Queen Camilla's niece Ayesha Shand in tears over 'agonising' condition ahead of life-changing surgery

Ayesha Shand smiling in a black jumper
Ayesha Shand has endometriosis (Getty)

Over the years, Queen Camilla has spoken openly about her health, sharing details of her family history of osteoporosis, and her niece, Ayesha Shand, 29, is following in her aunt's footsteps, speaking bravely about her own debilitating condition.

Ayesha, who is the daughter of Queen Camilla's late brother, Mark Shand, opened up about her struggles with endometriosis, which sees her in agonising pain due to tissue similar to the lining of the womb growing in other places, such as the ovaries and fallopian tubes.

"It's isolating, agonising and completely unbearable," Amelia wrote alongside a candid video on Instagram, which sees her sniffing through tears.

Ayesha Shand in a printed dress
Ayesha Shand opened up about endometriosis (Getty)

"Every month I ingest hundreds of painkillers, faint, vomit, spend nights and days crouched on the floor crying. This is all followed by intense waves of helplessness and depression."

Watch the clip below to see Ayesha's honest insight into endometriosis.

Ayesha, who is set to undergo surgery in the coming weeks, added: "Endometriosis is very difficult to diagnose, treat and, ultimately, cure. Most women live this cycle of pain in silence. I am lucky enough to be operated in a few weeks."

The 29-year-old's followers were quick to send her their support, offering words of sympathy for her plight.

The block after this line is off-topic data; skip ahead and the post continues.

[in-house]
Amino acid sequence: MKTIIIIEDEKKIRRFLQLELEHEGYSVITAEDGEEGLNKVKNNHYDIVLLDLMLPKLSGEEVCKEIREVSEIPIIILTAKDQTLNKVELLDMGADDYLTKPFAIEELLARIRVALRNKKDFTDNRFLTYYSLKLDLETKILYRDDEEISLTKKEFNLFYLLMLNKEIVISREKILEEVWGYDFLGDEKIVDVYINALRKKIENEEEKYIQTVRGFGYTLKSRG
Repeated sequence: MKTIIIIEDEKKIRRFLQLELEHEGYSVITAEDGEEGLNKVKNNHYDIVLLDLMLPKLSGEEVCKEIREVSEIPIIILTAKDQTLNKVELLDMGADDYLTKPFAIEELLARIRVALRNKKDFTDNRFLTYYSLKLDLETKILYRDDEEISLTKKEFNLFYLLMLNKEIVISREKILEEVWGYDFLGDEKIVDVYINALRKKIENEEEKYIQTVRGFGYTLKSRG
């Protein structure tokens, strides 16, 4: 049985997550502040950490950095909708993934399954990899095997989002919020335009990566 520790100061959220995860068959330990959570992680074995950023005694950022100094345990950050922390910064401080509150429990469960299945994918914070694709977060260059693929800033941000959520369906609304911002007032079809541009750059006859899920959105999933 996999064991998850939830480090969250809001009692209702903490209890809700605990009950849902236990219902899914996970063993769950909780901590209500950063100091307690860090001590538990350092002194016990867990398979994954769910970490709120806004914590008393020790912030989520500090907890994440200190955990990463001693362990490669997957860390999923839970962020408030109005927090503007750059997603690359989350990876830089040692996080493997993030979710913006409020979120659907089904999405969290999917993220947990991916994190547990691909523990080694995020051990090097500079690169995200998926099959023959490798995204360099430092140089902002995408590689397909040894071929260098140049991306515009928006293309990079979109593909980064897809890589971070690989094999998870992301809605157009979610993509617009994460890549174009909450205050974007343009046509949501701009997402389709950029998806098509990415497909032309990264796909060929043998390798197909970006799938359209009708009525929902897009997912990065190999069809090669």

READ: Endometriosis: how to manage the condition

"What a nightmare. I know quite a few women who suffer chronically and it is just the most horrific feelings. Thank you for bringing awareness to this. I am sending you all of my love and lots of light and good energy to your beautiful, delicate uterus during your surgery," one wrote, while another commented: "Hugging you so tight — you are a warrior."

Though Ayesha didn't share the surgery she is having, endometriosis can be treated with a laparoscopy, which sees small cuts made in the stomach to destroy or cut out the endometriosis tissue.

Ayesha Shand at King Charles and Queen Camilla's coronation
Ayesha Shand attended King Charles and Queen Camilla's coronation (Getty)

During laparoscopy, fine instruments are used to cut away or apply heat, a laser, or a beam of special gas to the patches of endometriosis tissue to destroy or remove them. The procedure is carried out under general anaesthetic.

There is no cure for endometriosis, but surgery can relieve symptoms.  Some people opt for a hysterectomy to help with endometriosis.

MORE ROYAL HEALTH: Princess Kate's three-month-long recovery is 'crucial' following abdominal surgery

Queen Camilla had a hysterectomy in 2007, at the age of 59. Post-surgery the royal spent several days in hospital, before resting for six weeks, with planned engagements postponed.

At the time, Clarence House described the operation as routine and said it was not cancer-related but refused to discuss Camilla's condition further, so it's not known whether she too suffered endometriosis.

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